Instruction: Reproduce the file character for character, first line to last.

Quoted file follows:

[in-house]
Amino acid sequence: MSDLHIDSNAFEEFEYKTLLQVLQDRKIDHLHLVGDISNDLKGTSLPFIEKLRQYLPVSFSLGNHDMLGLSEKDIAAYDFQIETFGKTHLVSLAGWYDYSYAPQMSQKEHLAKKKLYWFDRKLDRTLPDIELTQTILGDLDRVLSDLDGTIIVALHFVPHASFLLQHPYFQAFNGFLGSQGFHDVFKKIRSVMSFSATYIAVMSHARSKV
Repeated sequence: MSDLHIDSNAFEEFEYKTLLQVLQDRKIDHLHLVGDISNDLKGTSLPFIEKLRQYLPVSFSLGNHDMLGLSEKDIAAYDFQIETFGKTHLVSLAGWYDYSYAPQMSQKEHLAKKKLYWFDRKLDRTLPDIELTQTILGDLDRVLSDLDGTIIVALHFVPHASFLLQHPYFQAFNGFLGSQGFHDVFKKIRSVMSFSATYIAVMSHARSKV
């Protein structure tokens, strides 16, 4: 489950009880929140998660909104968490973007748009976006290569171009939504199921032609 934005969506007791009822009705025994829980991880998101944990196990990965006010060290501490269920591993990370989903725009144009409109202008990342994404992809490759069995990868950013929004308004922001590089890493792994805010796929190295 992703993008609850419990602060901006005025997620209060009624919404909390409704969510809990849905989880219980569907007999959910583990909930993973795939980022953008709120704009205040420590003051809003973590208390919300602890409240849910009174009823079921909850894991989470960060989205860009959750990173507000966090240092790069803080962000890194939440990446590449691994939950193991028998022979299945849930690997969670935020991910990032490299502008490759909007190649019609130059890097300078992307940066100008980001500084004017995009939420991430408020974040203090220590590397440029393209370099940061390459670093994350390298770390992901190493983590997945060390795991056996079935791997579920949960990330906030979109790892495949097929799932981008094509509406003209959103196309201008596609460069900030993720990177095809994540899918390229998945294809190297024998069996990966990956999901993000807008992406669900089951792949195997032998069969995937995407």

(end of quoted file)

[in-house]
Amino acid sequence: MSDLHIDSNAFEEFEYKTLLQVLQDRKIDHLHLVGDISNDLKGTSLPFIEKLRQYLPVSFSLGNHDMLGLSEKDIAAYDFQIETFGKTHLVSLAGWYDYSYAPQMSQKEHLAKKKLYWFDRKLDRTLPDIELTQTILGDLDRVLSDLDGTIIVALHFVPHASFLLQHPYFQAFNGFLGSQGFHDVFKKIRSVMSFSATYIAVMSHARSKV
Repeated sequence: MSDLHIDSNAFEEFEYKTLLQVLQDRKIDHLHLVGDISNDLKGTSLPFIEKLRQYLPVSFSLGNHDMLGLSEKDIAAYDFQIETFGKTHLVSLAGWYDYSYAPQMSQKEHLAKKKLYWFDRKLDRTLPDIELTQTILGDLDRVLSDLDGTIIVALHFVPHASFLLQHPYFQAFNGFLGSQGFHDVFKKIRSVMSFSATYIAVMSHARSKV
């Protein structure tokens, strides 16, 4: 489950009880929140998660909104968490973007748009976006290569171009939504199921032609 934005969506007791009822009705025994829980991880998101944990196990990965006010060290501490269920591993990370989903725009144009409109202008990342994404992809490759069995990868950013929004308004922001590089890493792994805010796929190295 992703993008609850419990602060901006005025997620209060009624919404909390409704969510809990849905989880219980569907007999959910583990909930993973795939980022953008709120704009205040420590003051809003973590208390919300602890409240849910009174009823079921909850894991989470960060989205860009959750990173507000966090240092790069803080962000890194939440990446590449691994939950193991028998022979299945849930690997969670935020991910990032490299502008490759909007190649019609130059890097300078992307940066100008980001500084004017995009939420991430408020974040203090220590590397440029393209370099940061390459670093994350390298770390992901190493983590997945060390795991056996079935791997579920949960990330906030979109790892495949097929799932981008094509509406003209959103196309201008596609460069900030993720990177095809994540899918390229998945294809190297024998069996990966990956999901993000807008992406669900089951792949195997032998069969995937995407």